The obnoxious Pantone yellow 116 is just one of the many design aesthetics that makes The Simpsons one of the most discernable visual brands in the world. “When you’re flicking through channels with your remote control and a flash of yellow goes by, you’ll know you’re watching The Simpsons,” creator Matt Groening once told BBC. Other aesthetic measures for the show such as stroke weight, and vibrant color palette (like Marge’s Pantone 285 hair, and Homer’s Pantone 284 pants) have been delicately preserved throughout the decades of the shows life.
“Every Simpsons Ever,” is the tagline FX has used to appeal to their fans, after the shows revival some time ago. Reintroducing the classic show with a new twist, FX turned to the Los Angeles based studio Laundry to design fresh idents (a.k.a. introductions) that would appeal not only to The Simpsons original viewers, but also to a newer fan base.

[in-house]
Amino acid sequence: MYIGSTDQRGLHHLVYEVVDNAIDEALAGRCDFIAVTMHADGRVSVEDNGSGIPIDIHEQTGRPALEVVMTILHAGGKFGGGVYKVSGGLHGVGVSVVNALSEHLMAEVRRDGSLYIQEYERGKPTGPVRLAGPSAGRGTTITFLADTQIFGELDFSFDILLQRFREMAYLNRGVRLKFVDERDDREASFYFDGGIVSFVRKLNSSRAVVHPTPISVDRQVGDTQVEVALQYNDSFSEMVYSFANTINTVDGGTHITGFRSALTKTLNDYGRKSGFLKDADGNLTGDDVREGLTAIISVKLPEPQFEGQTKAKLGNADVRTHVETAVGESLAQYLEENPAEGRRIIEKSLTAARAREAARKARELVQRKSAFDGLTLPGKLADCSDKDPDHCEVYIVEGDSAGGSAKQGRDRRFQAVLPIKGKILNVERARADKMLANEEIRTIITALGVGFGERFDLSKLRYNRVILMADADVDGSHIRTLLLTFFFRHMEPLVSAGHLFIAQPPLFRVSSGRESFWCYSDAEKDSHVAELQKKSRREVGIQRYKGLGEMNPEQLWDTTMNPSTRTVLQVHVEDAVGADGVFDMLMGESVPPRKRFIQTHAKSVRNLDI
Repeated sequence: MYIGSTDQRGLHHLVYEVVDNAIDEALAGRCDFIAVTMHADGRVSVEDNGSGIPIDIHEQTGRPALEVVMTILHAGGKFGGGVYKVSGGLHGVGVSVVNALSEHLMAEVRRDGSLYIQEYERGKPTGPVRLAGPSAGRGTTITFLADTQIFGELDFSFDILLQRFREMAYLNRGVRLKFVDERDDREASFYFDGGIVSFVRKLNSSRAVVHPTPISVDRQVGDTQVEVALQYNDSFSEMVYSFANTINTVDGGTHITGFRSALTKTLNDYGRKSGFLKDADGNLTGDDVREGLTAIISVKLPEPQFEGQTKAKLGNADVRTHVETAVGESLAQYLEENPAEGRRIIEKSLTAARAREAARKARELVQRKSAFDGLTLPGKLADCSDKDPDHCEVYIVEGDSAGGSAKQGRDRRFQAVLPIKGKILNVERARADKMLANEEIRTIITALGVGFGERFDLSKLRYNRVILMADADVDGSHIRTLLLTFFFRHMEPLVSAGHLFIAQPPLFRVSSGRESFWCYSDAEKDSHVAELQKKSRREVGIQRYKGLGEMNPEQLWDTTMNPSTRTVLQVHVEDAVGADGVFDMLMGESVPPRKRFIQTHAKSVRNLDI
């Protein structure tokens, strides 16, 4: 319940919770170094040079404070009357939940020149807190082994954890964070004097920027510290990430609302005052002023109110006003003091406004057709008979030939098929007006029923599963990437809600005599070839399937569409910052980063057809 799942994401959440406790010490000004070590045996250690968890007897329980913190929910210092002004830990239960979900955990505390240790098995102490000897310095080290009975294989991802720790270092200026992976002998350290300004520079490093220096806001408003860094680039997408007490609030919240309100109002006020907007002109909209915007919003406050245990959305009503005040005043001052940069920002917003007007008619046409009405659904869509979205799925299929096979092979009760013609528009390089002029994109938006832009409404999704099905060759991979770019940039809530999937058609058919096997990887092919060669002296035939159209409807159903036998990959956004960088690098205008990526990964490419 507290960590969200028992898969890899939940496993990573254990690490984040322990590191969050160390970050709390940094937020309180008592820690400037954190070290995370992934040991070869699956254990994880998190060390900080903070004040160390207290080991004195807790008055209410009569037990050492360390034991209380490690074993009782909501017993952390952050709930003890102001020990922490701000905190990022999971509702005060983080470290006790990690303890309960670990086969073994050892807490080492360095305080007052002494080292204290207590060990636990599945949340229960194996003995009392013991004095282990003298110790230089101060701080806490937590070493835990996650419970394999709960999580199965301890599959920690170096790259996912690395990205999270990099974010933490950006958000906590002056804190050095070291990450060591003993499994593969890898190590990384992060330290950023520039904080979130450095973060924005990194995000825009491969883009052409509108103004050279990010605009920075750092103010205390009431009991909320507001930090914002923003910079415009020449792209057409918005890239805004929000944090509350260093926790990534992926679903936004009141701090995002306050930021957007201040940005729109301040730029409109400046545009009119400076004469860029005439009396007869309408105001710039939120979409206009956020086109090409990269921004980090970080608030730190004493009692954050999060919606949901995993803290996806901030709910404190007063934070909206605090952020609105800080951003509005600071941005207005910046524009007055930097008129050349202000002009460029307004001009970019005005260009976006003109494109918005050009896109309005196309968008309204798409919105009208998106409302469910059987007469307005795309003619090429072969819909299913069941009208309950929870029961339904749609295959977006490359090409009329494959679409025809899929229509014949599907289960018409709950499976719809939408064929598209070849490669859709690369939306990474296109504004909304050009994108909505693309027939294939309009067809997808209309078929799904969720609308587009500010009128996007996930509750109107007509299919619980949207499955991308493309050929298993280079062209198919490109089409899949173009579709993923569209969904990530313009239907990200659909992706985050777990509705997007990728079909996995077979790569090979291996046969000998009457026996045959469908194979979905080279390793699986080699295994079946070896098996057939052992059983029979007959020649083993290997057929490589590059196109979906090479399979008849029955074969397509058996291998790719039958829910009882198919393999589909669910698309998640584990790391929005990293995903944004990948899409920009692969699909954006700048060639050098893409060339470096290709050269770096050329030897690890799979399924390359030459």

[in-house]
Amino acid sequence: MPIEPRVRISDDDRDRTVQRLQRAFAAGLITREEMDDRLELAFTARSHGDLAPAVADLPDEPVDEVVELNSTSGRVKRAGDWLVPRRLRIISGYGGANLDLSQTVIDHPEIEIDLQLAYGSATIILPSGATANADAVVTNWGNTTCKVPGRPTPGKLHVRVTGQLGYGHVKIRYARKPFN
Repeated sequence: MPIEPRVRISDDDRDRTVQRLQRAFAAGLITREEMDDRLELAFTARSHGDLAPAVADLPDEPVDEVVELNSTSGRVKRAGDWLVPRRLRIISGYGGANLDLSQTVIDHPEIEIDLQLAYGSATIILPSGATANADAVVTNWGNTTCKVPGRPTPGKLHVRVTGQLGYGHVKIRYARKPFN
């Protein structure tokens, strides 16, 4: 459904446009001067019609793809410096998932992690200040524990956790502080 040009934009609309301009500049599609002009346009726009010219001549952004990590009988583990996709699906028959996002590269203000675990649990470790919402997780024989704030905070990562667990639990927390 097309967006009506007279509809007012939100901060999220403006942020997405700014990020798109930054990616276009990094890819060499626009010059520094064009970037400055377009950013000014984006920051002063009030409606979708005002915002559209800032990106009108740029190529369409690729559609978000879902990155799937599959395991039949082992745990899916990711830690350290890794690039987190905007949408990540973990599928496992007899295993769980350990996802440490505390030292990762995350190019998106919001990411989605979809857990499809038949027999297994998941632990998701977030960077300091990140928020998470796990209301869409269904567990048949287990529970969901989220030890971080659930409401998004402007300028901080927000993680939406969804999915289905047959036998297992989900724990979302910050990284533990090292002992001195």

“FX really wanted to do something completely different within even the graphic language of The Simpsons, while retaining the key elements—the linework, the colors, yellow especially, the patterns,” said PJ Richardson, creative director at Laundry. “It was definitely intimidating.”
By obsessing over every episodes authentic details, like the way Homer skips or the precise color of his pants, the team at Laundry and FX studios collaborated to create the “Groening fever dream”, a deconstruction and restoration of the brand’s most familiar characteristics into something new and exciting.
“You can take everything away—all the decadent stuff, design-wise—and just leave it with an eyeball, the yellow, and then that stretchy effect,” Richardson says. Somehow, it’s still The Simpsons. The new and playful idents stretch the brands boundaries, creating a new aesthetic identity all of its own.